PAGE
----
Worldwide safety body Global NCAP is calling for Electronic Stability Control to be made standard on all new cars across the planet after it was recently standardised for brand new cars in Europe.
The electronic anti-skid technology was mandated in the EU in 1 November, which has pushed the global figment rate up to 59 per cent of all new cars.
While admirable, this is not good enough for Global NCAP chairman Max Mosley: he wants it to be 100 per cent by 2020.
The body thus used its recent Annual Meeting in Tianjin, China, to adopt a declaration asking for all countries to mandate Electronic Stability Control, or ESC, by 2020.
This will become known as the Tianjin Declaration.
ESC has saved more than 6100 lives and avoided at least 188,500 crashes since it was introduced in 1995. Global NCAP Secretary General David Ward called it “the most significant advance in vehicle safety since the introduction of the seatbelt.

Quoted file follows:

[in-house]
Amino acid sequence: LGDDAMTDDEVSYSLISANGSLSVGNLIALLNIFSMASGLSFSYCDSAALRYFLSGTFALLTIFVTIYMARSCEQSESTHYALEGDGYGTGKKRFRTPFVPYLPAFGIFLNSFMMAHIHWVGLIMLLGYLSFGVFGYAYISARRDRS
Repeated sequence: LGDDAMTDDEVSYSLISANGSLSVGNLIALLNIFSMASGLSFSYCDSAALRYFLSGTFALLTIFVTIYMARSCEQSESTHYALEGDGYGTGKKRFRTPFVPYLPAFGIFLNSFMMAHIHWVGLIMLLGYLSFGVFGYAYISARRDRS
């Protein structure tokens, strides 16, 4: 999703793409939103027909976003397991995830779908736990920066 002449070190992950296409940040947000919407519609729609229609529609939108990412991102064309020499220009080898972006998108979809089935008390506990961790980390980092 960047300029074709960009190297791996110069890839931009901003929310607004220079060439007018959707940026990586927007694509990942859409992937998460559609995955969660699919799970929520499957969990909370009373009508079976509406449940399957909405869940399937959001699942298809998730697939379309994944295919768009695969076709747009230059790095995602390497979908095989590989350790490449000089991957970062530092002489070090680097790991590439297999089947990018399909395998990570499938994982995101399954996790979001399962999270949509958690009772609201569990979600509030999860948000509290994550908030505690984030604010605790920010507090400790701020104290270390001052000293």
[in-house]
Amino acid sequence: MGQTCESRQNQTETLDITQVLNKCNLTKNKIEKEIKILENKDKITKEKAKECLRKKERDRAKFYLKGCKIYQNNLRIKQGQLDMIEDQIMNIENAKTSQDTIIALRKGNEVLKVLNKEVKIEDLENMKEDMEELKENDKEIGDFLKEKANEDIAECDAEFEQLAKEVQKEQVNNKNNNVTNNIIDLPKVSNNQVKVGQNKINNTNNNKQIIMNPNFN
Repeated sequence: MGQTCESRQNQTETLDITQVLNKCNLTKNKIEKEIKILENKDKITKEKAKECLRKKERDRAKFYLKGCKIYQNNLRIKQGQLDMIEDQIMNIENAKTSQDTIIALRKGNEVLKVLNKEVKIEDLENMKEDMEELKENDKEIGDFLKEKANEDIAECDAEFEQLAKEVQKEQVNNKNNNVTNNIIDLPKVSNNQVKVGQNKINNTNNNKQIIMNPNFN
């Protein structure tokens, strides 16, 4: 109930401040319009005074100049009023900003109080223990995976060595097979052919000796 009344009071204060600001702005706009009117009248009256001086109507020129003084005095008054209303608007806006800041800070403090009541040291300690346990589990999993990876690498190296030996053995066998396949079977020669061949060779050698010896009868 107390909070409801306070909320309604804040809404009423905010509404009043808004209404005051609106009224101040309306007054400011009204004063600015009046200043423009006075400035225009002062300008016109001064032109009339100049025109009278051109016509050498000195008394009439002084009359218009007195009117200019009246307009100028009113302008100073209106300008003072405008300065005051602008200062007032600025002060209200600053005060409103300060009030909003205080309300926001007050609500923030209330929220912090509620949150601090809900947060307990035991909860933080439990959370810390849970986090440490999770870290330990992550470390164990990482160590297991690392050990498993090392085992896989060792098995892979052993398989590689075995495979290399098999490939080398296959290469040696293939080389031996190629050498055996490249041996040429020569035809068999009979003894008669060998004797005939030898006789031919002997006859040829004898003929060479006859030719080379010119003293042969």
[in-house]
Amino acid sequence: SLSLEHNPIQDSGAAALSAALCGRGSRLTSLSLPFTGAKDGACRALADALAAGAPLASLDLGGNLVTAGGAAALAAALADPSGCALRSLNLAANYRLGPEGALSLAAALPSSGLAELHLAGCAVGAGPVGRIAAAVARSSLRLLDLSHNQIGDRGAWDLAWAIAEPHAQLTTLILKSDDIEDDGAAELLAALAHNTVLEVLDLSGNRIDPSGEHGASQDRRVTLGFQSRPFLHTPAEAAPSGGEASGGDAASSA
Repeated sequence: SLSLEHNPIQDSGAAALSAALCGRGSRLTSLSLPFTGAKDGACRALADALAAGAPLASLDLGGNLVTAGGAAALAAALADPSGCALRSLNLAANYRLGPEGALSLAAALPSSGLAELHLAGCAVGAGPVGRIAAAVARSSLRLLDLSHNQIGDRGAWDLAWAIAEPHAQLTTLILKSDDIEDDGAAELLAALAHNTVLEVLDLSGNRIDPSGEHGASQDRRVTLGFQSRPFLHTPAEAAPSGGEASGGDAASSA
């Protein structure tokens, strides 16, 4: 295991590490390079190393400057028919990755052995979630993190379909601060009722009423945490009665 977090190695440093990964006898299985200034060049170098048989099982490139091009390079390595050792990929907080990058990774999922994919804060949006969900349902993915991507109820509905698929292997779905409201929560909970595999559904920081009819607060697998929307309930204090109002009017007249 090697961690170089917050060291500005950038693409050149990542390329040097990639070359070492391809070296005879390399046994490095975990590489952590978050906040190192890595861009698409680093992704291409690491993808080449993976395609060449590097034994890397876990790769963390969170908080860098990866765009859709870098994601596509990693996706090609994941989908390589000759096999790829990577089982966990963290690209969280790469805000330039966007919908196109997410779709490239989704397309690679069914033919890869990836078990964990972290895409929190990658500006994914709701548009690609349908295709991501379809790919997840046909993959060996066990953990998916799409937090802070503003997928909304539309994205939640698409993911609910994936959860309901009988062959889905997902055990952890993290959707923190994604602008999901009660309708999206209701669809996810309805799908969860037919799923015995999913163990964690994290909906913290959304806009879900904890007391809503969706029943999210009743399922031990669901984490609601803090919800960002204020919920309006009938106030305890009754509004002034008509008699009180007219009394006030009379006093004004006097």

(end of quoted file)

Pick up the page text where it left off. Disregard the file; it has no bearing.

“The anti-skid technology is already preventing hundreds of thousands of loss of control crashes and saving tens of thousands of lives, but it will achieve even more if legislators around the world make ESC compulsory.”
Component supplier Bosch estimates 4 in 5 skidding accidents could be prevented by ESC; the firm agrees with Global NCAP that its the most important safety device after the seatbelt “even more important than the airbag”.